Dave Siddon has walked the talk of helping sick and injured wildlife for more than thirty years and he owns and manages “Wildlife Images” near Grants Pass in Southern Oregon.
Throughout his lifetime of study and hands-on practice, Dave Siddon has come to know hawks and eagles and vultures and scores of other sharp-eyed birds of prey very well.
For many years he was a fixture at the Oregon Zoo – even started their raptor program.
Twelve years he decided to go home to Wildlife Images and follow his father’s life’s work rehabilitating sick or injured animals and educating folks.
His father, Dave Siddon Sr., was a well-known figure in the wildlife rehabilitation world. He opened the clinic in 1981 following his own passion for helping cougars and eagles and bears get well and get back to the wild.
Dave Sr. passed away in 1996 following a battle with cancer, and his son promised to dedicate his life to the center’s most important mission.
“When my father was dying of cancer he came to me and said – ‘would you consider leaving the zoo and making sure my place doesn’t die along with me?’ and how do you say no to that? So I came down here and dedicated my life to making sure this place continues to do the good work it does.”
Dave Siddon, Jr was well prepared for the challenge. He worked for Sea World where he trained sea lions and dolphins, he worked at the zoo for a dozen years and he has blazed his own trail into the world of wildlife rehabilitation.
Wildlife Images spreads across 24 acres offering wildlife viewing opportunities at every turn: perhaps a fox, a bobcat, a large brown bear and especially the wildlife that fly.
Siddon noted that some animals come to Wildlife Images from would-be pet owners who realize too late that some critters just don’t make good house pets.
Each year thousands of visitors tour the center to see animals ranging from grizzly bears to mountain lions to small arctic foxes and even tiny hummingbirds.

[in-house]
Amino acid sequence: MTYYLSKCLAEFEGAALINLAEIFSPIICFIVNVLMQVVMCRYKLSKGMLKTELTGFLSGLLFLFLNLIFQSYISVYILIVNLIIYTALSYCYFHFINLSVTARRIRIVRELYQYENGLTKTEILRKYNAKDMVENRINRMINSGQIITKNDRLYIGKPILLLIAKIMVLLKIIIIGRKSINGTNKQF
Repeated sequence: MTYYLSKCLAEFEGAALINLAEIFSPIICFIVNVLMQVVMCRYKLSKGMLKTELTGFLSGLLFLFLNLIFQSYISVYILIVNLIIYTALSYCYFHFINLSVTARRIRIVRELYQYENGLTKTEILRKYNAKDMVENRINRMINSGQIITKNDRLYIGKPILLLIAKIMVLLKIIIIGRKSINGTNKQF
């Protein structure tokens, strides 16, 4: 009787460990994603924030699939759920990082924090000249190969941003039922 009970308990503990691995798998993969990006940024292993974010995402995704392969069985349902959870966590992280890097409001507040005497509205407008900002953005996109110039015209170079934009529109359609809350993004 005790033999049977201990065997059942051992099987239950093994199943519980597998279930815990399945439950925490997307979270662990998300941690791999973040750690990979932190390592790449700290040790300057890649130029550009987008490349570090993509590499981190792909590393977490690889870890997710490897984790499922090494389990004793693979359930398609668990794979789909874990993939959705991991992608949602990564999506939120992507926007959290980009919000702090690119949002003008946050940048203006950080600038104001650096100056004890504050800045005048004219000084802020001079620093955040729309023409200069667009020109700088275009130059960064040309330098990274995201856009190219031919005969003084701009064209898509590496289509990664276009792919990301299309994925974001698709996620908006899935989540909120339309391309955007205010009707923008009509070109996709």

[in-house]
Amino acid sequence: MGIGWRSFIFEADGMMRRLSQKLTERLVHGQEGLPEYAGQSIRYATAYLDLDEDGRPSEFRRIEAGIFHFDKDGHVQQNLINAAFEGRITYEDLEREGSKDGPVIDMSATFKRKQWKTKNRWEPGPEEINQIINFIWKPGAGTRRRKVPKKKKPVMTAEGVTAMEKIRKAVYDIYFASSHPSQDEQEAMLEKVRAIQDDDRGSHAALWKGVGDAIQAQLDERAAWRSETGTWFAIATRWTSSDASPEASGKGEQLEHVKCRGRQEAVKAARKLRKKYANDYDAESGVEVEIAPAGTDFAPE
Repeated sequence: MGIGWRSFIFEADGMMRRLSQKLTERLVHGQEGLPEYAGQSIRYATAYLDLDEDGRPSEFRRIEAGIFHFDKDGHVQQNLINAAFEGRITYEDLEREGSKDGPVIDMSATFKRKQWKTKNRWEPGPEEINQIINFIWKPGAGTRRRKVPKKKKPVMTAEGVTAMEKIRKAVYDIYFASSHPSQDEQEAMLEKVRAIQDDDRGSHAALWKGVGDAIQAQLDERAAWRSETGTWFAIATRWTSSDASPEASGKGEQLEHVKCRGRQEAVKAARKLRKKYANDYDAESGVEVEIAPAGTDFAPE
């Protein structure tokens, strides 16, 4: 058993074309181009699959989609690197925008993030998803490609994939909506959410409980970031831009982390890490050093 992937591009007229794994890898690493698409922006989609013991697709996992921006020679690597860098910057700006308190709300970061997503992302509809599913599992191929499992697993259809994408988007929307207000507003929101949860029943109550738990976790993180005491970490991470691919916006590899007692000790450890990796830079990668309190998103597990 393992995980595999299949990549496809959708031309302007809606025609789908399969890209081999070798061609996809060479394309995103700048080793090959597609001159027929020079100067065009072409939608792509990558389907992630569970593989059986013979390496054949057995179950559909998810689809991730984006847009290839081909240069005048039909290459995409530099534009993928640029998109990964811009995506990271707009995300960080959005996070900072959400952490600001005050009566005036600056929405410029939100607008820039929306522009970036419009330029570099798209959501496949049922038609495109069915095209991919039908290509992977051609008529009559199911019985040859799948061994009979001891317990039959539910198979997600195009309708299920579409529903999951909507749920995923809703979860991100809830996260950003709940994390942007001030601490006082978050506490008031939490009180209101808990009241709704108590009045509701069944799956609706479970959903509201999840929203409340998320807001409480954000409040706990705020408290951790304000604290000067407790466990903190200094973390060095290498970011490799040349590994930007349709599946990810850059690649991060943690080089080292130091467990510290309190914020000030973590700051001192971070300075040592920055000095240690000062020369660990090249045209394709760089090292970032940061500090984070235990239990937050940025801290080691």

The center receives and treats over 2,500 animals annually, and approximately 90 percent of those that survive their initial injuries are returned to the wild.
The organization’s clinic, nature center, and animal holding facilities are located on twenty-four acres of natural habitat adjacent to Oregon’s famous Wild and Scenic Rogue River, which serves as an excellent location for wildlife release.
As we strolled past display cages containing coyotes, a badger, porcupines, red foxes, and others, Dave pointed out with pride the close up opportunities that visitors enjoy at an open-air exhibit for bald eagles, turkey vultures, and ravens.
As we walked into the small building, Dave reached over and lifted a large metal window. The opening looked out to a grassy area, dotted with many small native plants and towering trees jutting to the sky.
A fine mesh net draped over the entire scene and prevented the birds from leaving the grounds. “Perfect perches,” I noted as I admired the very natural setting.
Dave then shared more of his father’s vision and passion. “It was my father’s real dream to put together a facility for the bald eagles and other raptors where people can see them without wire and obstructions. They’re such beautiful and majestic birds, you’d like to see them in some sort of situation that mimics what you’d see in the wild.”
Wildlife Images offers unique educational opportunities to schools, organizations, and the general public and conducts tours six days a week year-round. Reservations are required, and the facility is closed most national holidays.
You can visit - wander with a tour and learn more about the remarkable people that help Oregon wildlife – motivated by Siddon’s simple yet powerful belief: “If you don’t have wildlife it’s not a good place to be.”